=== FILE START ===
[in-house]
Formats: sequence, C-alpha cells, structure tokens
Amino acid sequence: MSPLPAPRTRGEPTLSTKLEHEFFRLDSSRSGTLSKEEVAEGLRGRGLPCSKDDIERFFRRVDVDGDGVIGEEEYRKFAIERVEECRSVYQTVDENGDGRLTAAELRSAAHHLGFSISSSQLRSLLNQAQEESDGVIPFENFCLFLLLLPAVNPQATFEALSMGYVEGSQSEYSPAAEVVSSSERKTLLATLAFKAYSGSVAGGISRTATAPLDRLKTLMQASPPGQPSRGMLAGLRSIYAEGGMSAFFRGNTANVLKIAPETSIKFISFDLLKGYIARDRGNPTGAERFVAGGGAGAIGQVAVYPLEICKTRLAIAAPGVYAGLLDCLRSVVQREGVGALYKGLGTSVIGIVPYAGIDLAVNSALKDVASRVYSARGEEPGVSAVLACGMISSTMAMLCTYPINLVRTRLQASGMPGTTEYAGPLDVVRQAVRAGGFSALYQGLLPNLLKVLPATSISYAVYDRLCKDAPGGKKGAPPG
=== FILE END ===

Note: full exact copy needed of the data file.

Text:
[in-house]
Formats: sequence, C-alpha cells, structure tokens
Amino acid sequence: MSPLPAPRTRGEPTLSTKLEHEFFRLDSSRSGTLSKEEVAEGLRGRGLPCSKDDIERFFRRVDVDGDGVIGEEEYRKFAIERVEECRSVYQTVDENGDGRLTAAELRSAAHHLGFSISSSQLRSLLNQAQEESDGVIPFENFCLFLLLLPAVNPQATFEALSMGYVEGSQSEYSPAAEVVSSSERKTLLATLAFKAYSGSVAGGISRTATAPLDRLKTLMQASPPGQPSRGMLAGLRSIYAEGGMSAFFRGNTANVLKIAPETSIKFISFDLLKGYIARDRGNPTGAERFVAGGGAGAIGQVAVYPLEICKTRLAIAAPGVYAGLLDCLRSVVQREGVGALYKGLGTSVIGIVPYAGIDLAVNSALKDVASRVYSARGEEPGVSAVLACGMISSTMAMLCTYPINLVRTRLQASGMPGTTEYAGPLDVVRQAVRAGGFSALYQGLLPNLLKVLPATSISYAVYDRLCKDAPGGKKGAPPG